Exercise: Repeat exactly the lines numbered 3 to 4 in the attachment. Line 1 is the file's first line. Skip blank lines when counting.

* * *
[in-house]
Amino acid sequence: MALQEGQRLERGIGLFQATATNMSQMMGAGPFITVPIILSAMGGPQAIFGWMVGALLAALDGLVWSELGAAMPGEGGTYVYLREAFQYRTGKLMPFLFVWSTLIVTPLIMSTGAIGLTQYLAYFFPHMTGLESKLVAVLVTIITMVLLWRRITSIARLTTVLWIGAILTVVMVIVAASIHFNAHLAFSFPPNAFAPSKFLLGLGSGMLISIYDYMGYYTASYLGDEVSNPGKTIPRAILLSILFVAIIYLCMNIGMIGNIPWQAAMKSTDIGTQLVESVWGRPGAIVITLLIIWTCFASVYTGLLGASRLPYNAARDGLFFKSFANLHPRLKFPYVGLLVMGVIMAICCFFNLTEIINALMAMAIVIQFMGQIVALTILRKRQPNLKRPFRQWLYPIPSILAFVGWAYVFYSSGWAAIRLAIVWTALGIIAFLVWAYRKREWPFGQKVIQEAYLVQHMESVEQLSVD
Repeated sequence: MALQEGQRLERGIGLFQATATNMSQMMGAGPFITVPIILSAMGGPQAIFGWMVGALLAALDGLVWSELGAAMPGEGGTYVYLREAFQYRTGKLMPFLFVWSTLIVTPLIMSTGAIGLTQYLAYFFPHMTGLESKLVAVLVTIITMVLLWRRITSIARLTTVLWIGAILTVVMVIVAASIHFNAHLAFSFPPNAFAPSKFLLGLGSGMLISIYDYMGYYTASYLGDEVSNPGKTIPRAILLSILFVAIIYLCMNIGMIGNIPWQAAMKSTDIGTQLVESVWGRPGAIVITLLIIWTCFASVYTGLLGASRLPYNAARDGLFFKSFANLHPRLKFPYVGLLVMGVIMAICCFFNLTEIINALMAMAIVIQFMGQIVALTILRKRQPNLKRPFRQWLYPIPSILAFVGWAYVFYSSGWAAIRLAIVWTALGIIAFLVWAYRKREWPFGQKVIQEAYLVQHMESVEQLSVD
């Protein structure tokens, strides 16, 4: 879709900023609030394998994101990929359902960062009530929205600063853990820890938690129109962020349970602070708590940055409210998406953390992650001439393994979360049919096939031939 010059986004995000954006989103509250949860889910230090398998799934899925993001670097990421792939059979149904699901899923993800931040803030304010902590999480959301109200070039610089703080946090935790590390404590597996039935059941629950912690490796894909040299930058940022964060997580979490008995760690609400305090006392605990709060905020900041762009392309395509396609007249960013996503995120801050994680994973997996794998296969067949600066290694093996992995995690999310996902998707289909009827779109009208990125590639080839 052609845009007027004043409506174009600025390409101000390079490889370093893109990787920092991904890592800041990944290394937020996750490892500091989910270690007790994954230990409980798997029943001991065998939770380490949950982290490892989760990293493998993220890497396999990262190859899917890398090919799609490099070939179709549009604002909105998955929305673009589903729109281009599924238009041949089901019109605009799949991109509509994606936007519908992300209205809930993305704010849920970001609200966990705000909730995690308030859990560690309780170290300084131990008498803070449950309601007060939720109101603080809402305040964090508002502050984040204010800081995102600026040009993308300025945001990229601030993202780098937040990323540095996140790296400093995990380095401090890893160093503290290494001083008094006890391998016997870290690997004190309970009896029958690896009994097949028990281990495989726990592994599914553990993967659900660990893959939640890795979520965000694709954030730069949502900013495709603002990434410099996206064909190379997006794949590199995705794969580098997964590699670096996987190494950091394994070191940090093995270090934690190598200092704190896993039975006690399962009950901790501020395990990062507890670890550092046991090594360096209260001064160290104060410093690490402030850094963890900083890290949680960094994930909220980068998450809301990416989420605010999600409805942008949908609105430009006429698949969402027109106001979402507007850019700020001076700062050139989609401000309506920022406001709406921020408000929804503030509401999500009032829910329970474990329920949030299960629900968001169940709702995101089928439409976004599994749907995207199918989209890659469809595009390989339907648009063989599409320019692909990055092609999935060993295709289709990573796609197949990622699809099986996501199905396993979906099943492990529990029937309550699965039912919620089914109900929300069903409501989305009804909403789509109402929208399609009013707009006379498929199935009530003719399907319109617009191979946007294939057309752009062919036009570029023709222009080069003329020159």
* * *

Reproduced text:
Repeated sequence: MALQEGQRLERGIGLFQATATNMSQMMGAGPFITVPIILSAMGGPQAIFGWMVGALLAALDGLVWSELGAAMPGEGGTYVYLREAFQYRTGKLMPFLFVWSTLIVTPLIMSTGAIGLTQYLAYFFPHMTGLESKLVAVLVTIITMVLLWRRITSIARLTTVLWIGAILTVVMVIVAASIHFNAHLAFSFPPNAFAPSKFLLGLGSGMLISIYDYMGYYTASYLGDEVSNPGKTIPRAILLSILFVAIIYLCMNIGMIGNIPWQAAMKSTDIGTQLVESVWGRPGAIVITLLIIWTCFASVYTGLLGASRLPYNAARDGLFFKSFANLHPRLKFPYVGLLVMGVIMAICCFFNLTEIINALMAMAIVIQFMGQIVALTILRKRQPNLKRPFRQWLYPIPSILAFVGWAYVFYSSGWAAIRLAIVWTALGIIAFLVWAYRKREWPFGQKVIQEAYLVQHMESVEQLSVD
């Protein structure tokens, strides 16, 4: 879709900023609030394998994101990929359902960062009530929205600063853990820890938690129109962020349970602070708590940055409210998406953390992650001439393994979360049919096939031939 010059986004995000954006989103509250949860889910230090398998799934899925993001670097990421792939059979149904699901899923993800931040803030304010902590999480959301109200070039610089703080946090935790590390404590597996039935059941629950912690490796894909040299930058940022964060997580979490008995760690609400305090006392605990709060905020900041762009392309395509396609007249960013996503995120801050994680994973997996794998296969067949600066290694093996992995995690999310996902998707289909009827779109009208990125590639080839 052609845009007027004043409506174009600025390409101000390079490889370093893109990787920092991904890592800041990944290394937020996750490892500091989910270690007790994954230990409980798997029943001991065998939770380490949950982290490892989760990293493998993220890497396999990262190859899917890398090919799609490099070939179709549009604002909105998955929305673009589903729109281009599924238009041949089901019109605009799949991109509509994606936007519908992300209205809930993305704010849920970001609200966990705000909730995690308030859990560690309780170290300084131990008498803070449950309601007060939720109101603080809402305040964090508002502050984040204010800081995102600026040009993308300025945001990229601030993202780098937040990323540095996140790296400093995990380095401090890893160093503290290494001083008094006890391998016997870290690997004190309970009896029958690896009994097949028990281990495989726990592994599914553990993967659900660990893959939640890795979520965000694709954030730069949502900013495709603002990434410099996206064909190379997006794949590199995705794969580098997964590699670096996987190494950091394994070191940090093995270090934690190598200092704190896993039975006690399962009950901790501020395990990062507890670890550092046991090594360096209260001064160290104060410093690490402030850094963890900083890290949680960094994930909220980068998450809301990416989420605010999600409805942008949908609105430009006429698949969402027109106001979402507007850019700020001076700062050139989609401000309506920022406001709406921020408000929804503030509401999500009032829910329970474990329920949030299960629900968001169940709702995101089928439409976004599994749907995207199918989209890659469809595009390989339907648009063989599409320019692909990055092609999935060993295709289709990573796609197949990622699809099986996501199905396993979906099943492990529990029937309550699965039912919620089914109900929300069903409501989305009804909403789509109402929208399609009013707009006379498929199935009530003719399907319109617009191979946007294939057309752009062919036009570029023709222009080069003329020159």